Bitlocker Drive Encryption in Windows Vista
A very common threat to the security of Windows based systems have been offline attacks. Attacks that happen in order to steal the data from a system while the system is offline, or in the shutdown state, are termed as offline attacks.
The most likely victims of offline attacks are stolen laptops, or physically insecure systems. In case a laptop with Windows XP operating system protected with good password protection is stolen, the offline attack can be performed on this system by any of the following ways –
1. By detaching the hard disk from the system, attaching it as a slave disk to another system for which the attacker has an administrative access on the primary disk
2. By installing a fresh copy of another operating system on the available space on the existing hard disk, gaining administrative control on the new operating system (on drive d:), thereby gaining administrative access to drive c:, on which the original operating system with data is.
3. By booting the system with a Linux or other bootable disks (floppies or CDs) and running tools in order to change the administrative password on c: partition.
Notice, that in any of the above mentioned scenarios, the attacker needs to change the boot configuration of the hard disk on which the operating system with data resides.
To combat all the above common threats to information security, Microsoft has introduced a new security feature in the upcoming Windows Vista operating system. This feature is basically a hardware provided feature that is enabled through the operating system.
The Trusted Computing Group (TCG) (https://www.trustedcomputinggroup.org) now ships various certified laptops with a hardware chip installed on the motherboard, known as the TPM (Trusted Platform Module). TPM version 1.2 enabled systems provides the ability to store keys, password and even cryptographic keys in the form of certificates on the installed TPM chip.
In a Windows Vista system, the administrator has the ability to turn on ‘Bit locker Drive Encryption’ form the Security section in the Control Panel.
Bitlocker Drive Encryption consists of two parts –
1. Secure Startup –
a. Is used to protect the boot configuration of the system volume from any changes.
b. When turned on, the process generates two types of keys –
i. Startup Key – This key is created after encrypting the existing boot configuration of the system volume. It is created and stored on the TPM chip on the mother board, and is used to match the key generated after checking the boot configuration every time the system starts up. If the boot configuration remains unchanged, the key generated every time the system starts, matches the key stored inside the TPM and system starts without any prompts and the process is transparent to the user.
ii. Recovery Key – This key is generated for the administrator to store at another location which may be a USB Flash disk, a network drive or the active directory profile of the user. This key is used when the boot configuration of the system volume is accidently changed after enabling secure startup. When the system starts up and generates the key for the new boot configuration, it will not match the key stored in the TPM chip as the boot configuration was changed. In this case, the system enters into the ‘Recovery Mode’ where it prompts the user for a recovery key. In case the user is an authorized one (and has not stolen this laptop), he must have the recovery key provided to him at the time of enabling secure startup. This is a long numerical key that can be entered on the system by using the F1-F10 keys for (1-0 respectively) during this time, or can be provided through the USB disk in which the recovery key was stored.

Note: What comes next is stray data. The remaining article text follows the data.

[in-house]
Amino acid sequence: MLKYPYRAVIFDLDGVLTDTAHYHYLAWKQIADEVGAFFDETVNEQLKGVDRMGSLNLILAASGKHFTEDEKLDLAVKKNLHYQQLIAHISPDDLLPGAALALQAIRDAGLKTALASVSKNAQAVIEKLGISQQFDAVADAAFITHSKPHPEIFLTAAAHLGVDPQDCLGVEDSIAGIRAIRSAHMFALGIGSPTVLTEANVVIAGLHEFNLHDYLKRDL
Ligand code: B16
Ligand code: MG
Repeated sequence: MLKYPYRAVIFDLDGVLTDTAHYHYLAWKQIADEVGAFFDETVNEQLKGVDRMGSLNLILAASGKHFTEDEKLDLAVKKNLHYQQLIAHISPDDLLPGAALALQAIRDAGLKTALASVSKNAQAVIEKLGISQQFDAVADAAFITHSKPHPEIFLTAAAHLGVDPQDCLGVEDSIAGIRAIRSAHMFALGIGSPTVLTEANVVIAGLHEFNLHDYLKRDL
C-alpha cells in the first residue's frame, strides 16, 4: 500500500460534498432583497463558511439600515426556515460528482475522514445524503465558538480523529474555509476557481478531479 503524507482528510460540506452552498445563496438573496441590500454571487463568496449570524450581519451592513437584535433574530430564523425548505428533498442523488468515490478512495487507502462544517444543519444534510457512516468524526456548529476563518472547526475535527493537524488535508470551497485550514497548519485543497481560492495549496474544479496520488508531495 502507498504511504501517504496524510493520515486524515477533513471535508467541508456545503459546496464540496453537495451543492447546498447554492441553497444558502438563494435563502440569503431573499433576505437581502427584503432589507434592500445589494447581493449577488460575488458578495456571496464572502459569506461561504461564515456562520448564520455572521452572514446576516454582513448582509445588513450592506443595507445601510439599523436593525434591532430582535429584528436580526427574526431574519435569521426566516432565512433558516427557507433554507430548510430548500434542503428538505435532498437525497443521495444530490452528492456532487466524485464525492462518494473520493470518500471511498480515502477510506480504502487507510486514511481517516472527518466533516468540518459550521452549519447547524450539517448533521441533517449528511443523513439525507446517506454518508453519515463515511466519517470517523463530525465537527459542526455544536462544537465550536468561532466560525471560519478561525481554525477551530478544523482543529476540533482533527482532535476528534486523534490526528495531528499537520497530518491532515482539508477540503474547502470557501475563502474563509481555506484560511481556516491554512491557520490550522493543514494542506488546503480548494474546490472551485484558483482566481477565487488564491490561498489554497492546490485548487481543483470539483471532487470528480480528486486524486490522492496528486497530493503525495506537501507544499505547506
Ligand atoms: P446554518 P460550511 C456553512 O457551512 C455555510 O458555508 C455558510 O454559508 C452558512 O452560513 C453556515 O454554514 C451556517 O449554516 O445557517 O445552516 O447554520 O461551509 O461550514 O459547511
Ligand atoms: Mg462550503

2. Full Volume Encryption – This feature ensures that in case the attacker tries to mount this system as another volume using Linux operating system, or tires to access the system drive by making it a slave volume of another system, or by booting from another operating system volume in a dual boot system, he is not able to extract the data out of this volume. Once the Full Volume Encryption is enabled on the Windows Vista volume, it makes renders it incapable of being mounted through any other OS volume. Even in case of a dual boot system with Windows XP installed on drive C: and Windows Vista (with FVE enabled) on drive d:, and the attacker gains admin access to Windows Vista on drive c:, he will not be able to gain any access to data in drive d:. This happens because as soon as the attacker double-clicks drive d: to browse through it, he only gets a message box telling that the “drive is inaccessible. Do you want to format it now?” So the only option he is left with is to format and reuse the drive which keeps the confidentiality of the data inside the Windows Vista system.